A Revolution in Color: The World of John Singleton Copley
, by Jane Kamensky.
This volume traces the life of painter John Singleton Copley
(1738-1815), who painted portraits of many figures of the American Revolution in the 1760s and 1770s, within the context of that period.
While John Singleton Copley
's 1768 portrait of Revere depicts him as a down-to-earth artisan in his shirtsleeves, Greenburg informs readers he charged his mother rent to stay in his house and ''misappropriated'' -- perhaps stole -- Boston engraver Henry Pelham's image of the Boston Massacre which he used without credit for his most famous engraving, ''Bloody Massacre.''
The Romantic Watson and the Shark (1778), by John Singleton Copley
, displays the emotional terror of an imminent shark attack 200 years before Steven Spielberg's Jaws.
(To experience this yourself, find a copy of John Singleton Copley
's A Boy with a Flying Squirrel  on Google Images or see page 33.
Iconic portraits of patriots by Boston-born John Singleton Copley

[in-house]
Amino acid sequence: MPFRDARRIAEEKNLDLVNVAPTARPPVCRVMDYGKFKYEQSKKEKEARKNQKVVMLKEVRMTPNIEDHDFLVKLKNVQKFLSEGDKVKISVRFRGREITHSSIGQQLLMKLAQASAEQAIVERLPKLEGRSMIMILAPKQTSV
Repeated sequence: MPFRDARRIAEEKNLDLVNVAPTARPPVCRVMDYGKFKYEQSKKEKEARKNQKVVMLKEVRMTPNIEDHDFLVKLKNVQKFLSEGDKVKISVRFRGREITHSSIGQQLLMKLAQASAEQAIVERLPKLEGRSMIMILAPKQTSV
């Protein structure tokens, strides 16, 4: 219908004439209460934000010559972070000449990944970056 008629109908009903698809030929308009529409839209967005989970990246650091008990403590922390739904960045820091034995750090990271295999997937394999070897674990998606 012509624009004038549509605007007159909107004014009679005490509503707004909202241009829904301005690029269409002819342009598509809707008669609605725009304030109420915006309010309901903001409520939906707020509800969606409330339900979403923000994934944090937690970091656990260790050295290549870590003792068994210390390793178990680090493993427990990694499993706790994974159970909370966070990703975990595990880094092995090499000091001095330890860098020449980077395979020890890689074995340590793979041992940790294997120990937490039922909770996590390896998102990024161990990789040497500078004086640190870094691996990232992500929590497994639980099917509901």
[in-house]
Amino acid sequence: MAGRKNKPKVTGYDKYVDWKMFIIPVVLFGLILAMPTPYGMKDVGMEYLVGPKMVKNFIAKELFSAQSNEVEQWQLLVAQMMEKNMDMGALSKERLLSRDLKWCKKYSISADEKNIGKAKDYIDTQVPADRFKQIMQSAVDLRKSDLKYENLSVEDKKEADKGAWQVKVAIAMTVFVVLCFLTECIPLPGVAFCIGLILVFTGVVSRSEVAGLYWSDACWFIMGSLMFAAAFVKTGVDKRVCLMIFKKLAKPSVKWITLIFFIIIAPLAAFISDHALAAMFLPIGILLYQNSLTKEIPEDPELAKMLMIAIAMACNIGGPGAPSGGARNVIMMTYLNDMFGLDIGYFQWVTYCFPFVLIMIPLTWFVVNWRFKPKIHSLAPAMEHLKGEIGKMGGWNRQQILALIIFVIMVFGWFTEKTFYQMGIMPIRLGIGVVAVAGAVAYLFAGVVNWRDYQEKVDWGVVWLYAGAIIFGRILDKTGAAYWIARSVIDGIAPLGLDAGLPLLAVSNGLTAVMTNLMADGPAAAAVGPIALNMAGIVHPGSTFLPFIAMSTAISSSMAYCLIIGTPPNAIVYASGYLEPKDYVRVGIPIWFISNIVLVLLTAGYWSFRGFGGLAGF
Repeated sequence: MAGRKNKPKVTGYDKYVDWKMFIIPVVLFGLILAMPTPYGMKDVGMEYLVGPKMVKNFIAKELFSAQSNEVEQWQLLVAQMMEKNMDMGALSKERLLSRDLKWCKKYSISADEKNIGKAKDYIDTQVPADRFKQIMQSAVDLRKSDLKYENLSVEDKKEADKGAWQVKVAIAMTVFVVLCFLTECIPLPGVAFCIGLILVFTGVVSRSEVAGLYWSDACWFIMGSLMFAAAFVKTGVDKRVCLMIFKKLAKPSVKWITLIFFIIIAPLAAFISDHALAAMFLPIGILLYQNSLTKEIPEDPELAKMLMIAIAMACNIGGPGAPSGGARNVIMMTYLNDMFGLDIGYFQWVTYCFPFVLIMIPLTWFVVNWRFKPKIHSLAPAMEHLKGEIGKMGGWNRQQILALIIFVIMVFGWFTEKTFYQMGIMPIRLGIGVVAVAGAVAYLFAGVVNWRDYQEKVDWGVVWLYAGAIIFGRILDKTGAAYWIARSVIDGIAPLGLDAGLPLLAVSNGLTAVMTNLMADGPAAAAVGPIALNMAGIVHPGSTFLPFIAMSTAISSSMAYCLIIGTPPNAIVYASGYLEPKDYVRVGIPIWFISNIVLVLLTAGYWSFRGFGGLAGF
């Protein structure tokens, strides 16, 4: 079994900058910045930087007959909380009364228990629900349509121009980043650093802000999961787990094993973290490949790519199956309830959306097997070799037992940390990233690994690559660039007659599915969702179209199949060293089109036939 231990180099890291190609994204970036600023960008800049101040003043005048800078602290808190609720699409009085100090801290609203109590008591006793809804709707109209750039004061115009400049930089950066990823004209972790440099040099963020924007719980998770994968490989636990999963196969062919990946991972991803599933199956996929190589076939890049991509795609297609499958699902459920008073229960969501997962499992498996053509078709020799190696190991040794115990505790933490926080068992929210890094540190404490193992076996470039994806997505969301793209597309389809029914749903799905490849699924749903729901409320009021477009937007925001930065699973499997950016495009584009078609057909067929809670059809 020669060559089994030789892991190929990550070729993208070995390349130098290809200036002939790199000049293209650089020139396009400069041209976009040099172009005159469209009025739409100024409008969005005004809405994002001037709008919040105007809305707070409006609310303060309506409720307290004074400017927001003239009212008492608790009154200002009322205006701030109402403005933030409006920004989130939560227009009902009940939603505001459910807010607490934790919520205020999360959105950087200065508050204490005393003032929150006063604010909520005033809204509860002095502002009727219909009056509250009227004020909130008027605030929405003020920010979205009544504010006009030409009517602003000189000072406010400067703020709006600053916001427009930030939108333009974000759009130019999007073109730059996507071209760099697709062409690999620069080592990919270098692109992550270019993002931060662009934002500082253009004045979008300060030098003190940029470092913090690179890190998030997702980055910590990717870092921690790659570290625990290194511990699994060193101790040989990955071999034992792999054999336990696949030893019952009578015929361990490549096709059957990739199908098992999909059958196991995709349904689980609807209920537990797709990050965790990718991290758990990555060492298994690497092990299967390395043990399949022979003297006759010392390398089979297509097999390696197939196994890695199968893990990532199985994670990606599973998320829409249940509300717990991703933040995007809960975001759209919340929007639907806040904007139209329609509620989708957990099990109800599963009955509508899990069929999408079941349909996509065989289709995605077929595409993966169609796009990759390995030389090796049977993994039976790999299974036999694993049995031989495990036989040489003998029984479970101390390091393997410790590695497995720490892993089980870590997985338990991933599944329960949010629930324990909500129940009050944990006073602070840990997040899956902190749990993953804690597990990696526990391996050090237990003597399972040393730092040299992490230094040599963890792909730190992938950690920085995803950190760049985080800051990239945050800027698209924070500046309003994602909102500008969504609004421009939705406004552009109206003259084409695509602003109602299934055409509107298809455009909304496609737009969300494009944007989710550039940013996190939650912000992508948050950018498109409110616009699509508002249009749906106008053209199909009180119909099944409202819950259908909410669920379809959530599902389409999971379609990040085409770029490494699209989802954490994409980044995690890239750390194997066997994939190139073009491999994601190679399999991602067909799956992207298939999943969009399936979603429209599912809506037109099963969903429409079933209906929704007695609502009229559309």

, carved furniture by Samuel Prince of Philadelphia, and silver by Daniel Christian Fueter of New York and Paul Revere of Boston, including his Sons of Liberty Bowl (1768), present a picture of prosperous colonies.
Among these, there is a space which Rogers calls 'a destination gallery' hung with works by John Singer Sargent (1856-1925), another for John Singleton Copley
(1738-1815), a salon-style gallery dedicated to Americans and the 'Grand Tour', nine period rooms, a room full of abstract Expressionist works and another filled with 20th-century figurative art.
Lord Lyndhurst, John Singleton Copley
(1772-1863), son of the famous painter of the same name, was linked to the Bruce family and his papers will also be available to view.
in an early portrait by John Singleton Copley
to the jaunty brio of Norman Rockwell's Rosie the Riveter."
It attempts to ease the soul of this difficult time with classics like John Singleton Copley
's depiction of Paul Revere, silversmith and Revolutionary War hero, holding his chin in his right hand and a silver teapot in his left; the teapot refers to the British tax on tea that helped set off the Revolution.
In Paul Revere's Ride (1994), it was John Singleton Copley
's famous portrait that opened the discussion, and, in Washington's Crossing (2004) it was Emmanuel Leutze's even more famous painting that served as a beginning set-piece.
Painters George Carter (1737-94) and John Singleton Copley
(1738-1815) got on so badly during their journey to Rome together that Copley later described Carter as 'a sort of snail which crawled over a man in his sleep, and left its slime and no more'.